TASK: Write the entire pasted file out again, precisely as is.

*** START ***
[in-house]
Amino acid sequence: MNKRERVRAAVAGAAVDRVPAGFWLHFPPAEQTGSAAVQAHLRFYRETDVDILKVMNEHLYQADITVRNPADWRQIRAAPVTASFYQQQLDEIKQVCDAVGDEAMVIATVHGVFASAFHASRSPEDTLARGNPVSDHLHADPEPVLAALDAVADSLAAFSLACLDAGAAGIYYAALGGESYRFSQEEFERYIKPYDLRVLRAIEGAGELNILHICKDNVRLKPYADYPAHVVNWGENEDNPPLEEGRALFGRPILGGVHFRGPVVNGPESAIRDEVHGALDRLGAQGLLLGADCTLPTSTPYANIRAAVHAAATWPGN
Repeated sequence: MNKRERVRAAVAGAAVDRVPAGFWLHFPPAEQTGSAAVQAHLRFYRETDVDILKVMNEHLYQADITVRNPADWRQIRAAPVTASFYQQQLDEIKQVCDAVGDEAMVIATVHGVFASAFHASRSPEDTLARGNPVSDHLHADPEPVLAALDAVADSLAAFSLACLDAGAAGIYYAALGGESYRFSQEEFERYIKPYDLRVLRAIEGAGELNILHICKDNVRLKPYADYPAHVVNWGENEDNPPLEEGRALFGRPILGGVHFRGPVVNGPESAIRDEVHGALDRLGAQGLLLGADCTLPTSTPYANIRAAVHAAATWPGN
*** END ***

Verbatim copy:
[in-house]
Amino acid sequence: MNKRERVRAAVAGAAVDRVPAGFWLHFPPAEQTGSAAVQAHLRFYRETDVDILKVMNEHLYQADITVRNPADWRQIRAAPVTASFYQQQLDEIKQVCDAVGDEAMVIATVHGVFASAFHASRSPEDTLARGNPVSDHLHADPEPVLAALDAVADSLAAFSLACLDAGAAGIYYAALGGESYRFSQEEFERYIKPYDLRVLRAIEGAGELNILHICKDNVRLKPYADYPAHVVNWGENEDNPPLEEGRALFGRPILGGVHFRGPVVNGPESAIRDEVHGALDRLGAQGLLLGADCTLPTSTPYANIRAAVHAAATWPGN
Repeated sequence: MNKRERVRAAVAGAAVDRVPAGFWLHFPPAEQTGSAAVQAHLRFYRETDVDILKVMNEHLYQADITVRNPADWRQIRAAPVTASFYQQQLDEIKQVCDAVGDEAMVIATVHGVFASAFHASRSPEDTLARGNPVSDHLHADPEPVLAALDAVADSLAAFSLACLDAGAAGIYYAALGGESYRFSQEEFERYIKPYDLRVLRAIEGAGELNILHICKDNVRLKPYADYPAHVVNWGENEDNPPLEEGRALFGRPILGGVHFRGPVVNGPESAIRDEVHGALDRLGAQGLLLGADCTLPTSTPYANIRAAVHAAATWPGN